Research on students and academics with caring responsibilities is scarce, with work in this area usually focusing on the mothering of healthy, ‘abled’ children. Moreau, who has been researching this group since 2010, argues that the flexibility of academia can greatly facilitate the combination of care and academic work. However, this flexibility can also render the needs of caregivers invisible. Some of those who talked to Moreau had experienced prejudice and, as a result, resorted when possible to private, individualised solutions.
The issues faced by carers are vast and varied. Many carers, students or staff, struggle to balance their caring responsibilities with their employment or studies. Student carers often struggle financially.
Most of those interviewed by Moreau and her colleagues were ‘time poor’, with very little time for activities other than academic and care work. Many experienced poor physical and mental health. Some talked of the impact of their dual status on retention and career progression.
However, these struggles are not felt by everyone equally and Moreau’s research identified differences dependent on gender, class and ethnicity, as well as on the nature of individuals’ caring responsibilities. Those with caring responsibilities other than caring for healthy, ‘abled’ children tend to be the ones more likely to experience a sense of struggle and yet, are also the ones to receive less formal support. Tensions also depend on the nature of individuals’ position, with leadership and management roles viewed as particularly incompatible with caring responsibilities.To tackle the issues faced, Moreau is calling for a cultural change so that universities can better accommodate the needs of students and staff with caring responsibilities. To achieve this, the School of Education and Social Care at Anglia Ruskin University is launching two policy briefings which provide a set of guidelines and recommendations for universities and national bodies on how to make Higher Education more inclusive for this group: Creating Inclusive Spaces for Students in Higher Education with Caregiving Responsibilities and Creating Inclusive Spaces for Academic Staff with Caregiving Responsibilities.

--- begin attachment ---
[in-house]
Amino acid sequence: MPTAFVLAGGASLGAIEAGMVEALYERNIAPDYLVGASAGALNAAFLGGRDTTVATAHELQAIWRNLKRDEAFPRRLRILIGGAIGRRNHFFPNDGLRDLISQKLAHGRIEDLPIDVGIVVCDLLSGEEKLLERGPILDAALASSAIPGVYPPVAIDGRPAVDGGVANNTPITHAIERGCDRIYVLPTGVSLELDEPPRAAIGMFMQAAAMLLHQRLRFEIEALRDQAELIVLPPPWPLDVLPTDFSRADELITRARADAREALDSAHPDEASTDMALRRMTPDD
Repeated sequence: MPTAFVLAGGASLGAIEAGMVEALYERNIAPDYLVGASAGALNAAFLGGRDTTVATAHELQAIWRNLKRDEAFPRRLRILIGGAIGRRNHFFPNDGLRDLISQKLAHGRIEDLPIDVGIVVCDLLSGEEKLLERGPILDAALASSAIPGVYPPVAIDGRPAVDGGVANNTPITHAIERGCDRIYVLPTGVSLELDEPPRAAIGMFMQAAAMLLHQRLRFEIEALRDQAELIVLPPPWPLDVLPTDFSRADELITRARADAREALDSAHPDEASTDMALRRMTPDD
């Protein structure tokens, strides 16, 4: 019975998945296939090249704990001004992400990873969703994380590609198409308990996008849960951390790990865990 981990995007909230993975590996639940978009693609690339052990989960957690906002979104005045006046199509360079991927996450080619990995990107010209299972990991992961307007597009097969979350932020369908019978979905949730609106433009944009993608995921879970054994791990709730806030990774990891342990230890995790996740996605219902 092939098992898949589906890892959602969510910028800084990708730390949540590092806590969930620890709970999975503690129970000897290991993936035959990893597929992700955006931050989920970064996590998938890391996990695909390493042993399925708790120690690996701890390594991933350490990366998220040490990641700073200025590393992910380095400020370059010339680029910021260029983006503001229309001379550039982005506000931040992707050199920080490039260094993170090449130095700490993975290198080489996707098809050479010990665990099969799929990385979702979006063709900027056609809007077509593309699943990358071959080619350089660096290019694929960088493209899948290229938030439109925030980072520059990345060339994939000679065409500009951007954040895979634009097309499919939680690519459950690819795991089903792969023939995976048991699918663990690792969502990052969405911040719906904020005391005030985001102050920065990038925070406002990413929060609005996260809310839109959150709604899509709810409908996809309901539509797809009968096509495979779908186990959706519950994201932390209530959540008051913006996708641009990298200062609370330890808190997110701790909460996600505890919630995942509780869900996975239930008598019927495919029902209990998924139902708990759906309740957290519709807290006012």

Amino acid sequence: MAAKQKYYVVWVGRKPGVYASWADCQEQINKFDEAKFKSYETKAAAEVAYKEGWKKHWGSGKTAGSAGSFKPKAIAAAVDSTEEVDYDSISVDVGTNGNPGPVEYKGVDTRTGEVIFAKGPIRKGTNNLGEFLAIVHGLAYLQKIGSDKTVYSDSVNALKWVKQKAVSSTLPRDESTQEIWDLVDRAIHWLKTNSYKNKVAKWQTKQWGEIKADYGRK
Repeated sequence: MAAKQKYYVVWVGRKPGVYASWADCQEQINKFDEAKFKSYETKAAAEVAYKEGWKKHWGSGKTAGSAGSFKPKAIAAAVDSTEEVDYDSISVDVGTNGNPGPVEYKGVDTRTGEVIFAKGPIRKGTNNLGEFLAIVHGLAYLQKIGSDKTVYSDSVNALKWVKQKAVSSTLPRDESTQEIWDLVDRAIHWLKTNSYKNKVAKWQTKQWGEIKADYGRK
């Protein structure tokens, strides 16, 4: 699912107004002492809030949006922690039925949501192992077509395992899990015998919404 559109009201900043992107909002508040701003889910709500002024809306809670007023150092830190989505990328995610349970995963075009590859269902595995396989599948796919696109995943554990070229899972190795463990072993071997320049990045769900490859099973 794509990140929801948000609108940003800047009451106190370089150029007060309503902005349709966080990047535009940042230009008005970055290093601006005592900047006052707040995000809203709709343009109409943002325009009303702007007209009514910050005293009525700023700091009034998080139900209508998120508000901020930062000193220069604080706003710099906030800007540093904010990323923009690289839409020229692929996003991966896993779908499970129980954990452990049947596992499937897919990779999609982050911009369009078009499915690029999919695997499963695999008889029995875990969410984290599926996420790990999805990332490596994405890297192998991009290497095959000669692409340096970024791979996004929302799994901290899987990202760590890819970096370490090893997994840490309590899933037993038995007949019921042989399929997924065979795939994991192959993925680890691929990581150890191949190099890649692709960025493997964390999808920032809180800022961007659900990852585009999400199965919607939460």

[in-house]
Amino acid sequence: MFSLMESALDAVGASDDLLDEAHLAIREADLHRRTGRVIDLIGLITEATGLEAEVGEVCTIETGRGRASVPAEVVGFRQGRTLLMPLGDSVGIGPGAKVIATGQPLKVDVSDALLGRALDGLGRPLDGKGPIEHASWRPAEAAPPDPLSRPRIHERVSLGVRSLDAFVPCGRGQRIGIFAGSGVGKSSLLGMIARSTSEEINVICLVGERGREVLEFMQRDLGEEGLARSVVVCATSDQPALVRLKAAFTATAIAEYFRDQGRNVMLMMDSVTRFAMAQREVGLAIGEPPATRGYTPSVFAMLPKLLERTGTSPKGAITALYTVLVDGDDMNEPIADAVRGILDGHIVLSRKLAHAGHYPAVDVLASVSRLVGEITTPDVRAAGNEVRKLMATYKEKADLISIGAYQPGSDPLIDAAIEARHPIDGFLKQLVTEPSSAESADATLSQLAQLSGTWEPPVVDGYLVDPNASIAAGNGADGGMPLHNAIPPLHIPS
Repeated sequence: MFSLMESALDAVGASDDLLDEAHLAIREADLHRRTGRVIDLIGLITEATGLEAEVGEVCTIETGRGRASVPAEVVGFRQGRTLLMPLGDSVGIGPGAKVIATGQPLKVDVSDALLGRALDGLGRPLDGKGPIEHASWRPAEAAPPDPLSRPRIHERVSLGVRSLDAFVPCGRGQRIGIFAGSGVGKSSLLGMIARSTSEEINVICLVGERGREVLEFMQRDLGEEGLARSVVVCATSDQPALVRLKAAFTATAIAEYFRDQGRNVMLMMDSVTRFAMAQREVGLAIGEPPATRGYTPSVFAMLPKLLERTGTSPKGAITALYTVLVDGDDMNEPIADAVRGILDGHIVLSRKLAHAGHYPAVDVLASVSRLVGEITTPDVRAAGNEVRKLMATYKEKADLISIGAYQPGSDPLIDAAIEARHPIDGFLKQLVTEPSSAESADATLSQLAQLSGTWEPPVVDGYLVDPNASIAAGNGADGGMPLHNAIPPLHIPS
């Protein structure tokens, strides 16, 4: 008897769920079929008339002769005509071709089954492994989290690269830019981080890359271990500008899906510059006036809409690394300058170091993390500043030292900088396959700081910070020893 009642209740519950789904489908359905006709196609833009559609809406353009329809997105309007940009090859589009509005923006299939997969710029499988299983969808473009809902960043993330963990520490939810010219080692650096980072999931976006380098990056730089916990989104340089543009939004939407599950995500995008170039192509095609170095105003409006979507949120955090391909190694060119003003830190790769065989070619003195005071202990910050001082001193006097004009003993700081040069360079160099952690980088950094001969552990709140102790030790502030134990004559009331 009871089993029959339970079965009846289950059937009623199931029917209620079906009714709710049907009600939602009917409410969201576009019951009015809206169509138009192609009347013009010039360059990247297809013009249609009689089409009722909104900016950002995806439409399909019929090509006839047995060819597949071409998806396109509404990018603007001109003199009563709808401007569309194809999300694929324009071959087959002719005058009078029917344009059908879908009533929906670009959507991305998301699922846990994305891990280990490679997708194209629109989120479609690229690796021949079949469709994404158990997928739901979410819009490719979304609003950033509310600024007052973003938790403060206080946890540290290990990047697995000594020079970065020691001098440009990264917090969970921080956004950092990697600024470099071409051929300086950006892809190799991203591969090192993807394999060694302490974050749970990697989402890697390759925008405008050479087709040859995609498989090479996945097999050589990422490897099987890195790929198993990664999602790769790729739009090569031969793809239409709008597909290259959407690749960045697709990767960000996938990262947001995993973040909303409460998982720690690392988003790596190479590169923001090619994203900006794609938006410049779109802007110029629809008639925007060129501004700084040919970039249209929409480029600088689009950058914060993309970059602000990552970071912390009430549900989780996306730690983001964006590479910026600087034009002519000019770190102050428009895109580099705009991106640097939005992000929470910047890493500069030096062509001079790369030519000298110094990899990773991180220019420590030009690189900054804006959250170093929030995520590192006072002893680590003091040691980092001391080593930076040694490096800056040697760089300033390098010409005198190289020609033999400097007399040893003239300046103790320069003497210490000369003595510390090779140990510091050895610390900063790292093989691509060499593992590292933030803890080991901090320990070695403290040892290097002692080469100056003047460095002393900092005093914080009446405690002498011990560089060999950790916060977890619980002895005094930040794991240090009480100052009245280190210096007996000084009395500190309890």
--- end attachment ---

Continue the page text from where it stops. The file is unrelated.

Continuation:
Both briefings include sets of recommendations around collecting more, and better, data about this group to inform policy and practice; providing accessible information to staff and students so they can access support and participate in networks; and developing flexible policies to ensure the needs of caregivers are met in university settings.
The briefings build on a short film funded by Advance HE on a similar topic, launched in 2018:
Moreau hopes that, together with the film, the briefing papers will contribute to raising awareness of carers and to change practices and policies in higher education and other sectors, ultimately improving the lives of students and staff with caring responsibilities.